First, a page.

Campaign : Ganges Valley Aerosol Experiment (GVAX)
2011.06.13 - 2012.03.31
Website : http://www.arm.gov/sites/amf/pgh/
Lead Scientist : V. Rao Kotamarthi
The Ganges valley region is one of the largest and most rapidly developing sections of the Indian subcontinent. The Ganges River, which provides the region with water needed for sustaining life, is fed primarily by snow and rainfall associated with Indian summer monsoon. Impacts of changes in precipitation patterns, temperature, and the flow of the snow-fed rivers could be immense. Recent satellite-based measurements have indicated that the upper Ganges valley has some of the highest persistently observed aerosol optical depth values. The aerosol layer covers a vast region, extending across the Indo-Gangetic Plain to the Bay of Bengal during the winter and early spring of each year. The persistent winter fog in the region is already a cause of much concern, and several studies have been proposed to understand the economic, scientific, and societal dimensions of this problem. During the INDian Ocean EXperiment (INDOEX) field studies, aerosols from this region were shown to affect cloud formation and monsoon activity over the Indian Ocean. This is one of the few regions showing a trend toward increasing surface dimming and enhanced mid tropospheric warming. Increasing air pollution over this region could modify the radiative balance through direct, indirect, and semi-indirect effects associated with aerosols. The consequences of aerosols and associated pollution for surface insolation over the Ganges valley and monsoons in particular are not well understood.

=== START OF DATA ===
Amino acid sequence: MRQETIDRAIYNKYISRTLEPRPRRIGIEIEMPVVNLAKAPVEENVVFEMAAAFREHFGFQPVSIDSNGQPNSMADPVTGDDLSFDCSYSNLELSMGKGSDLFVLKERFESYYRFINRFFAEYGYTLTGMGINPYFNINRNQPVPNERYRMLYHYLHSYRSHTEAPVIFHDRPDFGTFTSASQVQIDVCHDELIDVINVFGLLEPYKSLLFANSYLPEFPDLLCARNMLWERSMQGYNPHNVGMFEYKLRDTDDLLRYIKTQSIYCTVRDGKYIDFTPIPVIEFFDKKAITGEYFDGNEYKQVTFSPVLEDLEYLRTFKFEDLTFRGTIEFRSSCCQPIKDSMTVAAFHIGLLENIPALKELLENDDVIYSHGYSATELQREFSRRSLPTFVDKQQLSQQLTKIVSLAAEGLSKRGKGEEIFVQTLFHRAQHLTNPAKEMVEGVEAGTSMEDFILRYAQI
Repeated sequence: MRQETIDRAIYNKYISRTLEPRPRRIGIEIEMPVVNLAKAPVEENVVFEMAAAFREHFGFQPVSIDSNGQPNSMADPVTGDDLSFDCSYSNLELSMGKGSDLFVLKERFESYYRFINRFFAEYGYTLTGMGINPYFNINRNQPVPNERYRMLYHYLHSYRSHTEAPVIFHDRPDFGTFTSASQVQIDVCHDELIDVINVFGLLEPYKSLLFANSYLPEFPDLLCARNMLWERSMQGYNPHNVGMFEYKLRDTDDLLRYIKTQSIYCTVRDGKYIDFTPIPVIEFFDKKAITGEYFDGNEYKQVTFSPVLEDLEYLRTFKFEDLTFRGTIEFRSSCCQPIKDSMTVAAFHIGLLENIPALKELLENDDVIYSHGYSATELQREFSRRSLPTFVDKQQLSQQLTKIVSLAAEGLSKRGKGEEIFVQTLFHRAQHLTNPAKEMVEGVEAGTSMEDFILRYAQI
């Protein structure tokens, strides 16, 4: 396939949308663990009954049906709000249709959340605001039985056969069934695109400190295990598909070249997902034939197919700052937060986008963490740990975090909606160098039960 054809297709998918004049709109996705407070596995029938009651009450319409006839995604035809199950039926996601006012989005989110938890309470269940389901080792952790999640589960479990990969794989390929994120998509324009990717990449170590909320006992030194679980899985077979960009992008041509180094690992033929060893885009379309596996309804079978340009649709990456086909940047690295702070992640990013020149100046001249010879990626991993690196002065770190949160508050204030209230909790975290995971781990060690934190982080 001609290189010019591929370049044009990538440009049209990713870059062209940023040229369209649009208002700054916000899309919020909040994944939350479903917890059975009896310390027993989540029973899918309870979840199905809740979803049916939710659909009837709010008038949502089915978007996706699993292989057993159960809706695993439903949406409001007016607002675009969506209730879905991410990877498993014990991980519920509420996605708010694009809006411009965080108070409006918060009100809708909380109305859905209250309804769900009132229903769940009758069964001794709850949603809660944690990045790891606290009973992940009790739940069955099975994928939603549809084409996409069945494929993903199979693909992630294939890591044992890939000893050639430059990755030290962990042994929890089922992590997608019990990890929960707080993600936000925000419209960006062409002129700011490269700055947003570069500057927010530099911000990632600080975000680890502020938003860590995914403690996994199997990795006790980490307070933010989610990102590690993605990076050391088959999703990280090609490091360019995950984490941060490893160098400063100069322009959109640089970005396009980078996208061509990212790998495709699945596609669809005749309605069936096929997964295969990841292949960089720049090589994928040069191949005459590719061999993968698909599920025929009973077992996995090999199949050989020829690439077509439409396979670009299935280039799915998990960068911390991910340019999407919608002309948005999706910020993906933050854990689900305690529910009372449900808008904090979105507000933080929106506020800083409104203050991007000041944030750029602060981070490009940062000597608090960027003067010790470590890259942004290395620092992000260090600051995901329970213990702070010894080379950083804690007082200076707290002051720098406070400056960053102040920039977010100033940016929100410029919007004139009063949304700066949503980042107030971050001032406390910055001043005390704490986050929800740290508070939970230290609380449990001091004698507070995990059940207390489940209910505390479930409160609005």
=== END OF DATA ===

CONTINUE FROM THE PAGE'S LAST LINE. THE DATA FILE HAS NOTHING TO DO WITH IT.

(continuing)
The proposed field study was designed for use of (1) the AMF to measure relevant radiative, cloud, convection, and aerosol optical characteristics over mainland India during an extended period of 12 months and (2) the G-1 aircraft* and surface sites to measure relevant aerosol chemical, physical, and optical characteristics in the Ganges valley during a period of 8-12 weeks. The aerosols in this region have complex sources, including burning of coal, biomass, and biofuels; automobile emissions; and dust. The extended AMF deployment enabled measurements under different regimes of the climate and aerosol abundance — in the wet monsoon period with low aerosol loading; in the dry, hot summer with aerosols dispersed throughout the atmospheric column; and in the cool, dry winter with aerosols mostly confined to the boundary later and mid troposphere. Each regime, in addition, has its own distinct radiative and atmospheric dynamic drivers. The aircraft operational phase assisted in characterizing the aerosols at times when they have been observed to be at the highest concentrations. A number of agencies in India collaborated with the proposed field study and provided support in terms of planning, aircraft measurements, and surface sites. The high concentration of aerosols in the upper Ganges valley, together with hypotheses involving several possible mechanisms with direct impacts to the hydrologic cycle of the region, gave us a unique opportunity to generate data sets that will be useful both in understanding the processes at work and providing answers regarding the effects of aerosols on climate in a region where the perturbation is the highest.